Measuring Shrink


Focus on Accuracy

Twelve percent of stores reported shrink loss of 1.72%, which serves as the benchmark target for companies striving for best-in-class results. These companies demonstrate diligence in making certain that shrink is exposed so that it can be accurately measured. In doing so, these companies operate on the principle that what they can see and track can be controlled most effectively.


There is one condition common to all best-in-class companies - an intense focus on accurate shrink loss accounting and a refusal to allow practices that mask shrink loss. This focus originates in the executive suite with collaboration between the president, CFO, and vice presidents of operations, merchandising, and loss prevention. It is here that optimal, rather than budgeted, profit becomes the mandate. This level of executive focus on shrink reduction and operational best practices is fundamental to the results achieved by best-in-class companies. Company-wide shrink-loss assessments focused on results at every level, require systemic accountability, provide feedback on results, and make recommendations in a continuous effort for profit improvement.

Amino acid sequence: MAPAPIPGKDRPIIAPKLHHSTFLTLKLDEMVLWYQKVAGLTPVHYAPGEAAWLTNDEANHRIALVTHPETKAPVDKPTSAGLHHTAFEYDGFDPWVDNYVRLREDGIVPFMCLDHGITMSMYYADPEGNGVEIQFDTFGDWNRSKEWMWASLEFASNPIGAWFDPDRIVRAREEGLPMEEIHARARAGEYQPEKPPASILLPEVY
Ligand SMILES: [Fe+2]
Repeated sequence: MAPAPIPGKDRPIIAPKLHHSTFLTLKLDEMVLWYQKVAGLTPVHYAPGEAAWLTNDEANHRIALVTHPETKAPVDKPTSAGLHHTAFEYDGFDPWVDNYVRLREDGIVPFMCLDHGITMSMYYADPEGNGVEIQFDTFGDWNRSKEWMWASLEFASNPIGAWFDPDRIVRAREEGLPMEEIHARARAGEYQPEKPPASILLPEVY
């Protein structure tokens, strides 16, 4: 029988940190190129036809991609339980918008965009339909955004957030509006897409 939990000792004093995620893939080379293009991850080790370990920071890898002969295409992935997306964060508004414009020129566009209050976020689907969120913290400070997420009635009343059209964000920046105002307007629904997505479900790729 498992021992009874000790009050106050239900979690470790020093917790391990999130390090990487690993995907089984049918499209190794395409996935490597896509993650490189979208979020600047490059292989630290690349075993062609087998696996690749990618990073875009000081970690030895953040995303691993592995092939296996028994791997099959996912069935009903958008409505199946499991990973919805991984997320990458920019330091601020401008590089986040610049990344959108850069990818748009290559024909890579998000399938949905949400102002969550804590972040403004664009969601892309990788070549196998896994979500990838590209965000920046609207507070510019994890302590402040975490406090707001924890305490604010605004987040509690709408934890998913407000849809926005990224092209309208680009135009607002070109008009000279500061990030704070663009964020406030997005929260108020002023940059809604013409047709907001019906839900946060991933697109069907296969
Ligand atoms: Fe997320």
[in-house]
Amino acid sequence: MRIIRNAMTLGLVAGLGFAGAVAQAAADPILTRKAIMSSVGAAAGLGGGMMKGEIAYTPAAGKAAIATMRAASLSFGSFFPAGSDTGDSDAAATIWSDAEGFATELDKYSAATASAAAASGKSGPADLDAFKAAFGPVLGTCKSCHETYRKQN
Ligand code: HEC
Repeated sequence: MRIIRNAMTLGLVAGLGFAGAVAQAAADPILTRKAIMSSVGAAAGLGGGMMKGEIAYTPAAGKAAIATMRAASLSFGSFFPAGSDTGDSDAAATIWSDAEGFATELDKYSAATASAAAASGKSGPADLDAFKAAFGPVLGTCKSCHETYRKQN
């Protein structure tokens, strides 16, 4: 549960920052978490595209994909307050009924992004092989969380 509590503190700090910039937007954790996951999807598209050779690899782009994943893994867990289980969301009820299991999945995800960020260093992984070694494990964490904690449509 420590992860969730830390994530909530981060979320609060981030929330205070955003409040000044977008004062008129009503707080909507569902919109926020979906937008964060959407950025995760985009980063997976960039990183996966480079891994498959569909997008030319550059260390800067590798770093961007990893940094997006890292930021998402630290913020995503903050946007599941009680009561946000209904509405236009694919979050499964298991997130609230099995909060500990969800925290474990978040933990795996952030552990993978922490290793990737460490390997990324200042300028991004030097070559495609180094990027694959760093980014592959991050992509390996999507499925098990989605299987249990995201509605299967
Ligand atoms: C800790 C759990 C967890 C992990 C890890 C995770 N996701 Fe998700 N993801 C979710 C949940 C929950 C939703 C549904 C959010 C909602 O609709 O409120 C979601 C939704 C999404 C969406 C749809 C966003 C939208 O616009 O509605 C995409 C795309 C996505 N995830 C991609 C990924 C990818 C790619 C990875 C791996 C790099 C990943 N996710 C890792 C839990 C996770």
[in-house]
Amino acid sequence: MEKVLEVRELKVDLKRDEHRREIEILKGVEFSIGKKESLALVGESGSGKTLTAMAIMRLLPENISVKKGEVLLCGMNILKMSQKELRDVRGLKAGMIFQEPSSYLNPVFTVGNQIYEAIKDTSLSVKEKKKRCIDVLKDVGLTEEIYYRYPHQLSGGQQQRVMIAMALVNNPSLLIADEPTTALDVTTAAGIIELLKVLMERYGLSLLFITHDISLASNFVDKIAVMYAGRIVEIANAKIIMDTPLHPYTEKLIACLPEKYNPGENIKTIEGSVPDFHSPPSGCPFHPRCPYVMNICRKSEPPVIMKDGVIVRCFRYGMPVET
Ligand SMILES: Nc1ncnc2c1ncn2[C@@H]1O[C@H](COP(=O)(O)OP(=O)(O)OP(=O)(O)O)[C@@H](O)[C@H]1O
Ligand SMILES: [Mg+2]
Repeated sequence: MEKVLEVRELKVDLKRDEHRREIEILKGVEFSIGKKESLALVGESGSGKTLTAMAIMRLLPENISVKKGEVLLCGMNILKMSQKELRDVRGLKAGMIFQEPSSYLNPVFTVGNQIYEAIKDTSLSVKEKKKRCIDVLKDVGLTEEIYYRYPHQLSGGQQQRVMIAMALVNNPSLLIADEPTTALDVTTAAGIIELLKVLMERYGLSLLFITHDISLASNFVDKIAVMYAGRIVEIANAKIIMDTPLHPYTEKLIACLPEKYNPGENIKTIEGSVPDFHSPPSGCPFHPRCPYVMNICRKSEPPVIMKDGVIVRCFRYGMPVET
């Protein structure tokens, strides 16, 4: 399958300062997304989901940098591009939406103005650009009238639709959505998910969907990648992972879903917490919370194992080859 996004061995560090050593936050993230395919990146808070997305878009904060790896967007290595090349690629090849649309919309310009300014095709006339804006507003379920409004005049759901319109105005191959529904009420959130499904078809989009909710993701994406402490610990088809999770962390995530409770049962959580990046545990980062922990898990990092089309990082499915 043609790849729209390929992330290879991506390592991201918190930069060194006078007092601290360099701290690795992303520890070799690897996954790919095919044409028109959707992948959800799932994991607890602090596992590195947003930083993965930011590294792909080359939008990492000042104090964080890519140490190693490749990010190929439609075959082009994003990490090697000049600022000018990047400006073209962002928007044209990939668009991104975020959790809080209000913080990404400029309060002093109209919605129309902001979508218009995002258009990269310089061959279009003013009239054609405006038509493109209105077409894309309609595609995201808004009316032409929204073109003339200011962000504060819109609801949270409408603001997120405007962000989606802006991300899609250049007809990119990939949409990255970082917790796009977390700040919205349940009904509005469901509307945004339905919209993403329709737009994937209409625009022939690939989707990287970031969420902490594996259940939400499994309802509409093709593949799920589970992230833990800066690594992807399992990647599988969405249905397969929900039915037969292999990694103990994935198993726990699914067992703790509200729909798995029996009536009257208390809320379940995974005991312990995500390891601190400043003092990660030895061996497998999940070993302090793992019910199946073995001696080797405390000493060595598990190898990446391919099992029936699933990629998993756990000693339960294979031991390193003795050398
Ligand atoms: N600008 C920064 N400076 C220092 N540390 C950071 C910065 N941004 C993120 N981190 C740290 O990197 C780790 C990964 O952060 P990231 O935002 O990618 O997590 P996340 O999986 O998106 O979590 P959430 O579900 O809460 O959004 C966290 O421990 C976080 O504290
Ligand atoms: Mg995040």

Measuring Shrink

Shrink loss can be classified as known or unknown. By following consistent procedural recording and reporting practices, managers can properly account for known loss and then optimize their ability to control it. The unknown shrink that remains then becomes dependent on effective inventory and financial reconciliation. In order to effectively measure shrink loss at best-in-class levels, there are four practices companies must have in place:



Accurately measuring shrink loss encompasses two fundamental principles - some shrink loss is unavoidable and will naturally occur in every retail store, and shrink is a controllable expense if and when it is recognized.



Calculating Shrink

Shrink loss is typically calculated in one of two ways:


Calculating Shrink


57% of survey participants reported using the retail method and 43% reported using cost accounting. While both accounting methods are generally accepted practices, companies using the retail accounting method and recording departmental shrink in all departments appear to report more accurate shrink numbers.



Lessons Learned



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